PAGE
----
In a split vote in its first meeting for the school year, the University of Maryland’s SGA began to confront complications that have plagued its executive board since the body’s former president vetoed changes made to its bylaws at the end of last semester.
During the Student Government Association’s annual omnibus meeting, representatives voted to approve revisions made to the group’s governing documents, including the decision to retire the position of financial affairs director and replace it with a chief financial officer. Just days later, though, then-SGA President Ireland Lesley declined to sign the changes into law, criticizing several of the revisions in a statement.
Though she didn’t mention the group’s decision to swap the executive board’s financial affairs director with a chief financial officer, Lesley’s veto cast the position into limbo — despite the fact that the student body had already voted to elect Kane Zambelli to that role in April.
On Wednesday, though, representatives moved, in a 30-0-1 vote, to amend the group’s bylaws to make Zambelli’s position official. Still, they held off on deciding whether to allow the chief financial officer and members of the finance committee to be financially compensated, with many of the body’s newest members raising concern that they were not yet properly trained to make an informed vote.
While the SGA bylaws do not call for compensation for all its elected officials, it has done so for the leader of the financial affairs committee and its members, as they hold positions in the administration that require a significant amount of free time.
Speaker pro tempore Hunter Petit voiced his own concerns that waiting to include compensation for committee members would only delay and complicate the financial process.
“If we don’t actually deal with this right now, it’s possible for it to either become much more of a difficult process later or less convenient,” Petit said. “I don’t think that that is necessary, especially considering these changes were already approved.”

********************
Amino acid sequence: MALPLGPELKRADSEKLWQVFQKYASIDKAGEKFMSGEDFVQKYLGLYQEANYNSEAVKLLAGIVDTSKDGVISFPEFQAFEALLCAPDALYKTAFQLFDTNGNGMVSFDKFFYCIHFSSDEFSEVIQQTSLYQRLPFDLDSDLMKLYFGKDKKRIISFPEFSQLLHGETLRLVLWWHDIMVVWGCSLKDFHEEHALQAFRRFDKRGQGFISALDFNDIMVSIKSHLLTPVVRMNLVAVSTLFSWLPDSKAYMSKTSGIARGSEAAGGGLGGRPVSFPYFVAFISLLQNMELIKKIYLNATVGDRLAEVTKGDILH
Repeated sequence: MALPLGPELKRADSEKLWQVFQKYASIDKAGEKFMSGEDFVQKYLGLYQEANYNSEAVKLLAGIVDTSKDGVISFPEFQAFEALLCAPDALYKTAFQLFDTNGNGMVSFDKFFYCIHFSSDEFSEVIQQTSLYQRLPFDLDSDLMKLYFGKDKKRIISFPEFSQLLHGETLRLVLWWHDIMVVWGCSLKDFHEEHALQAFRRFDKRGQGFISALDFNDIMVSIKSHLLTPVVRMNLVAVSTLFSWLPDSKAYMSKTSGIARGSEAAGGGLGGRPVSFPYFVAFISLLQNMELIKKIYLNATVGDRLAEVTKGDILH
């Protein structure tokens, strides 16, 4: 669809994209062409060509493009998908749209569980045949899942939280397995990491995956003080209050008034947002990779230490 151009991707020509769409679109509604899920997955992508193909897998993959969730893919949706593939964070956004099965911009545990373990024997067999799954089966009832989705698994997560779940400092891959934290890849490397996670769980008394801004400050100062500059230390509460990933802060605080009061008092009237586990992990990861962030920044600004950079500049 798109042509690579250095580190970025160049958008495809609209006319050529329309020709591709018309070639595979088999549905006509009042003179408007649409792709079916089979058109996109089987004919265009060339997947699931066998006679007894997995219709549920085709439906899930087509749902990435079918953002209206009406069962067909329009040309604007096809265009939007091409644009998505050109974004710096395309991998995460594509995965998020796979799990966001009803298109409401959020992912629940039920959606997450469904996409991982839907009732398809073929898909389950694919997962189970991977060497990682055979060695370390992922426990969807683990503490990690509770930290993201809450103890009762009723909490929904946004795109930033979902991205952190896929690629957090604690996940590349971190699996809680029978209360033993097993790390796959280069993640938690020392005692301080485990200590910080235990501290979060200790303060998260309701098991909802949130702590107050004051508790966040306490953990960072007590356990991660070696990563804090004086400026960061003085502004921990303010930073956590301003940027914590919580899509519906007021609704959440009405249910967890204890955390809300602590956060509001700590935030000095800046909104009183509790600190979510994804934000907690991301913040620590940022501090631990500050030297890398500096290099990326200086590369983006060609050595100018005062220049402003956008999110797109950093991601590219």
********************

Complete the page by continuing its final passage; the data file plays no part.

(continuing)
Newly elected representatives in the legislature, however, were unconvinced that they could vote on anything to do with finances since they had not yet gone through training about the funding process for student groups. Senior representatives tried to reassure their colleagues that the money for these positions had been already allocated by the previous legislature, but the newly elected legislators did not find last year’s decisions relevant.
“Not only were those legislators finance-trained already and fully able to make those decisions, they also no longer represent the campus,” said Josh Steighner, a representative for the computer, mathematical and natural sciences college.
The debate incited a motion to delay the entire bill until after newly elected representatives could receive financial training. The discussion, though, was complicated by the fact that while this training was originally scheduled for the third week of September, it is likely to be pushed back due to complications of the coronavirus pandemic.
Zambelli also stressed during the debate that any financial training that legislators undergo has nothing to do with the vote at hand, which was to amend the bylaws so that the chief financial officer could make necessary financial decisions as early as possible. Without the position’s existence, the financial affairs committee wouldn’t be able to fund student groups through the month of September.
“I would be fine with [tabling the bill],” said Kislay Parashar, speaker of the legislature. “But it’s going to be a nightmare, financially.”
The motion eventually failed in a 12-16-1 vote.
While the bill was voted on and passed with no dissenting votes, a split vote still rejected the decision to include compensation in the bylaws for the chief financial officer and financial affairs committee, 13-17.
North Hill Representative Gabrielle Coleman, who was just elected last April, was happy with the resulting vote, as she and many other representatives were not comfortable voting on anything related to the process of allocating funds, even if the vote doesn’t directly affect the funding itself.
“[We’re told] not to vote on anything financial until we’ve been financially trained,” she said. “So that was a really big glaring thing to a lot of us.”
Parashar expects to reintroduce the vote after newly elected representatives receive financial training later this month.
“[This decision] will hamper the financial process, though,” he warned.
This story has been updated.